Friday, 19 October 2012

Sinking, swimming, flying, climbing .... (AKA "Green Screen Adventures in Chicago")

Bummed out I havent updated this for a while. I'll try and explain:

Apart from the beauty of the city itself, my two weeks in Chicago were, honestly, something I'd rather forget. When I started learning photography it felt like flying. When I started this trip it felt like swimming. In Chicago I was climbing a rock face.

After a few days in Chicago I hired a space to film an interview and picked up all the gear - doing my first green screen. All went swimmingly well until I was about to turn the camera on and it started raining. Wouldn't be that bad but the rain was hitting the outside of a huge air conditioner and it sounded like a drum > no interview.

My interviewee was fine about it but left without bothering to offer to help pack up or give me a lift, so I packed up and called a cab. It was raining so it took ages to come, meanwhile the hire place was waiting (doing overtime) for me to bring the stuff back. I eventually told him to go home.

Cab came, the hostel (thankfully) stored the gear; next morning I took it back by taxi and the owner said he'd charge me an extra $35 for keeping his guy doing overtime and not having returned the gear. The studio had already cost $90 and the gear $120 + taxi $60.

After dropping the gear off the cab took me to my next interviewee to film, but he was changing his mind so I had to spend two hours trying not to emotionally blackmail into doing it, but trying to to give up on him either. I left with no interview but a maybe for when I returned in Dec.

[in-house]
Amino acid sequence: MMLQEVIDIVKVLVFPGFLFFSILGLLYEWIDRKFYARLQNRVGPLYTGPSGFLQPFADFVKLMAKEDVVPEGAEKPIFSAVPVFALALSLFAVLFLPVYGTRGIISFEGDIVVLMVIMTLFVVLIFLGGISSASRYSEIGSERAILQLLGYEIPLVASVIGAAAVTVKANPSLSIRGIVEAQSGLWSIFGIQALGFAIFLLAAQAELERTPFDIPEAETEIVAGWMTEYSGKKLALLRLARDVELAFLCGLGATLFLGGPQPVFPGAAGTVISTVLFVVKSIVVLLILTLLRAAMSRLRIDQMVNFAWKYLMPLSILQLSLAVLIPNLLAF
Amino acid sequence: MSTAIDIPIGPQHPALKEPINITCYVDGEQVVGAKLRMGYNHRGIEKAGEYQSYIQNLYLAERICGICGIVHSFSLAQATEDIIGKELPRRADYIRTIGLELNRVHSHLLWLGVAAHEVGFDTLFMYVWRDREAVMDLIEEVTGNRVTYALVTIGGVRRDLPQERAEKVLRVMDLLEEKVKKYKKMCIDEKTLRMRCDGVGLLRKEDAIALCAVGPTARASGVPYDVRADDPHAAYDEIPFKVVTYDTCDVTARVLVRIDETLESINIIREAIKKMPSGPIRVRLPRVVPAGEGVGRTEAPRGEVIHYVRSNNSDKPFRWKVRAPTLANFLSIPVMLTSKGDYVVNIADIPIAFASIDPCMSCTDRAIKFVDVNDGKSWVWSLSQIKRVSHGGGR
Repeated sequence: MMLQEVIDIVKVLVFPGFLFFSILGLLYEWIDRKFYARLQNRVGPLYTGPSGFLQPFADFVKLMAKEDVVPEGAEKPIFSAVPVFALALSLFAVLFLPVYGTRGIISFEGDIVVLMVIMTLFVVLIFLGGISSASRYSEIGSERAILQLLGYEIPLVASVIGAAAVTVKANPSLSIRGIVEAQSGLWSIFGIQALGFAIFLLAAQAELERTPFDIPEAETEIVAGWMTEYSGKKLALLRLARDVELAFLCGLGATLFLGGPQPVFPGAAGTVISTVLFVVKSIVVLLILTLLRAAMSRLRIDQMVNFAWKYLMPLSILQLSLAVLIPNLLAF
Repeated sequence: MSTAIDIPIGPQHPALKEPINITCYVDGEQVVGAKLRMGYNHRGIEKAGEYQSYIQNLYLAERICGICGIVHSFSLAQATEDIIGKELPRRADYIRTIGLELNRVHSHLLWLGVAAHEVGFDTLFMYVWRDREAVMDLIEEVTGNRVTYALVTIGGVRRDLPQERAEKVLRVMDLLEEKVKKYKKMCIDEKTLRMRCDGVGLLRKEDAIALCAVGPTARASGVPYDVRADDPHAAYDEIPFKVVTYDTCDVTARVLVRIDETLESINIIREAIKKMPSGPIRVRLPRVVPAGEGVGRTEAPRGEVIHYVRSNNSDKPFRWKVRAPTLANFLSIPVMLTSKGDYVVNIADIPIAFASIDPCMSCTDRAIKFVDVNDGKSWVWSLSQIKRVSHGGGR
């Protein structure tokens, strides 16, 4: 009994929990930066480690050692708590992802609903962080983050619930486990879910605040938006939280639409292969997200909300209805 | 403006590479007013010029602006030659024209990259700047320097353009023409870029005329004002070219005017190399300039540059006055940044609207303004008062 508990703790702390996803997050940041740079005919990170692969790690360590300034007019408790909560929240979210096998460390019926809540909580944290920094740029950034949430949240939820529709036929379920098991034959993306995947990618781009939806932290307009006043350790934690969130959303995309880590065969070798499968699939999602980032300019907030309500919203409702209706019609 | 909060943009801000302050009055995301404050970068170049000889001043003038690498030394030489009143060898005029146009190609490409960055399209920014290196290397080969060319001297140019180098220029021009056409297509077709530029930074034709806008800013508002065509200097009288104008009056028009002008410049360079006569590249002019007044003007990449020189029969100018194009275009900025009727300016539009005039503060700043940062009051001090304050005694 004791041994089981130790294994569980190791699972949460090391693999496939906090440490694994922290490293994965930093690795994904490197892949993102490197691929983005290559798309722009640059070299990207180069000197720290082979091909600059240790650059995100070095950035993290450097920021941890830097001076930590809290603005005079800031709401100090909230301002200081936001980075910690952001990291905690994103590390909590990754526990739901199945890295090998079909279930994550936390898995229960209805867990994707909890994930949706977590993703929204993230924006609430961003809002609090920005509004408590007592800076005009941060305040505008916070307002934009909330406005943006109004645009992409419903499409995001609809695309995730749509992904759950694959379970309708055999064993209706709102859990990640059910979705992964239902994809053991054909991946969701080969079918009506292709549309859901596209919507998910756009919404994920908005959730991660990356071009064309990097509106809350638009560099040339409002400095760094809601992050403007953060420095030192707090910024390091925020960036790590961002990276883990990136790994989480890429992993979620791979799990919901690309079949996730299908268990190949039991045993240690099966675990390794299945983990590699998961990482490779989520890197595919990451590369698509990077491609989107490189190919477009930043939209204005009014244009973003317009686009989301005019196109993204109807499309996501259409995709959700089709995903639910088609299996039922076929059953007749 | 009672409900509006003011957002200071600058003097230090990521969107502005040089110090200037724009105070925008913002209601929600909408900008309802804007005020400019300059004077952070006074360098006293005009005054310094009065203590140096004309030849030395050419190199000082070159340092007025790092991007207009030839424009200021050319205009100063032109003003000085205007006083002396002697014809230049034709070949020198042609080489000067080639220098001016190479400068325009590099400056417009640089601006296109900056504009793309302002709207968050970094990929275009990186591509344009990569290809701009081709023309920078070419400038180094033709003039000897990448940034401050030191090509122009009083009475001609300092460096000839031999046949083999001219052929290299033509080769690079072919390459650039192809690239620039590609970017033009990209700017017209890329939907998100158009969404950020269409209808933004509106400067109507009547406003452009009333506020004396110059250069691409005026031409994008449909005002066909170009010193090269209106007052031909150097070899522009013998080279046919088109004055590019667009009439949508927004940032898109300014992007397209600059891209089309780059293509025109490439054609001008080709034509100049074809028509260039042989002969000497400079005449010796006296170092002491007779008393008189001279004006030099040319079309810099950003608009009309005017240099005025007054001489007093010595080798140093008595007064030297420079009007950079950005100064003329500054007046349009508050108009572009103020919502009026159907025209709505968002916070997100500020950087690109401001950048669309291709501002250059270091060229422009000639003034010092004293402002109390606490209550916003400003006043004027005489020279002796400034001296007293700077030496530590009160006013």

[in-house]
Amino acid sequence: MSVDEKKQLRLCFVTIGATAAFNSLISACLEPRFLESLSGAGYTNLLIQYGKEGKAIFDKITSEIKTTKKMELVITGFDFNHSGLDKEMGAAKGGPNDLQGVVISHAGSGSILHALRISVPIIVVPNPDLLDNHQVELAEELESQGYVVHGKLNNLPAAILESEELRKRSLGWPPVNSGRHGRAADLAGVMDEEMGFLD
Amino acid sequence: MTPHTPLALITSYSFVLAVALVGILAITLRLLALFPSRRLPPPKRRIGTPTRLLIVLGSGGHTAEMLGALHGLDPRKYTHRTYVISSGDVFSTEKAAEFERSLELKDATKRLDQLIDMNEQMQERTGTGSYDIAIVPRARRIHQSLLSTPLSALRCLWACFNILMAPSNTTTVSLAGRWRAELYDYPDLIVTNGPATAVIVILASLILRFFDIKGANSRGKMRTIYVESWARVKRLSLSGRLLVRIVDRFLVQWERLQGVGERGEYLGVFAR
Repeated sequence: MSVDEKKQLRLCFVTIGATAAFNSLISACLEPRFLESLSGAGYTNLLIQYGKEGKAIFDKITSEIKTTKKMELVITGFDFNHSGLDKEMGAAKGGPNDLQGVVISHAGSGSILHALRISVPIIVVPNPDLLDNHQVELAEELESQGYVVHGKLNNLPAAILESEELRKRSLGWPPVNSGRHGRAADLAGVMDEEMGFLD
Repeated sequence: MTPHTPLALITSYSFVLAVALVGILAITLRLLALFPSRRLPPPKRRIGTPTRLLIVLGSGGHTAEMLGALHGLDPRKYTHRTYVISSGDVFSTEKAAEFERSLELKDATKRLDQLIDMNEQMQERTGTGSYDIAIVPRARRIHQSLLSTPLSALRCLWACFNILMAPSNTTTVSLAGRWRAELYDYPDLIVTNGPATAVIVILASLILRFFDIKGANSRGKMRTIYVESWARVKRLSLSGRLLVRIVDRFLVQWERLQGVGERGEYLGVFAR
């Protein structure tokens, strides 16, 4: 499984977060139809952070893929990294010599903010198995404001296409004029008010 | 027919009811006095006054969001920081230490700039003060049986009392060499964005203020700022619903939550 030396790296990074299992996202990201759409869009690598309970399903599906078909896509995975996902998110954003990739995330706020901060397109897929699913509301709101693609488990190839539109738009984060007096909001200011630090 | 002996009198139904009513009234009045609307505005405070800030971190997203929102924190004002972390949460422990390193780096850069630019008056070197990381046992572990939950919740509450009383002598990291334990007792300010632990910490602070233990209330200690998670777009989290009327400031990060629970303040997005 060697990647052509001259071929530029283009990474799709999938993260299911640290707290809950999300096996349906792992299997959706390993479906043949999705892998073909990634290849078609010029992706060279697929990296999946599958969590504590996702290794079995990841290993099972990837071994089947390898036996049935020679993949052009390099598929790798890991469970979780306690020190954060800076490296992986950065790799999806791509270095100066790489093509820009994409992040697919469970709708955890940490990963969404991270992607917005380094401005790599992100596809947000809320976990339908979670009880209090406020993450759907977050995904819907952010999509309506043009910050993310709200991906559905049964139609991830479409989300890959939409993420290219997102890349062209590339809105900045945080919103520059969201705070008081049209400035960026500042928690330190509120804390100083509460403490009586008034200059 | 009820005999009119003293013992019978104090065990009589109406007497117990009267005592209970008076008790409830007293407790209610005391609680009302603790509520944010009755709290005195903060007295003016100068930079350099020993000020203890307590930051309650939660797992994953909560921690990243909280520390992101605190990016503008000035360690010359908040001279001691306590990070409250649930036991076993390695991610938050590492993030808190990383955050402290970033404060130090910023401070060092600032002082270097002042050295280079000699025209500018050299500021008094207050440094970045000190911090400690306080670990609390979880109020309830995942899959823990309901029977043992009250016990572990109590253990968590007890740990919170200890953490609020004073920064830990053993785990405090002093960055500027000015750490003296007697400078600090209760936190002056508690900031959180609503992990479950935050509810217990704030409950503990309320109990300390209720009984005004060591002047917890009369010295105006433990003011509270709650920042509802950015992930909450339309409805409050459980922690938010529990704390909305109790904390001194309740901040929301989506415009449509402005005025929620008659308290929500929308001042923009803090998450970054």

Spent a few days trying to find an alternative venue for my last interview - got something that was slightly dubious: hot and stuffy and people walking past and dogs barking .. but it all went fine, except for a slight echo - hopefully I can take that out in post production. The interviewee was awesome - I talked about her in my blog before. But altogether those two weeks had cost me $1000 USD, for just one interview.

I did, however, work out how to take photographs of the Assyrian reliefs in the Oriental Institute without having to go through official hoops, so that will save me some dosh and stress. Anyone heard of a "string tripod"? No, me neither. A hokey DIY method of taking photos without an actual tripod. But if it works, all good.

And the green screening was fun, if exhausting setting up all the lights and screen. But I think I did well. Well, that's the story I told myself.

So back to Toronto to lick my wounds. I feel ok now; it's really nice being back. I missed the hostel and Toronto. The hostel owners have opened their new French cafe and I have been patronising it with great kindness and generosity on my part.

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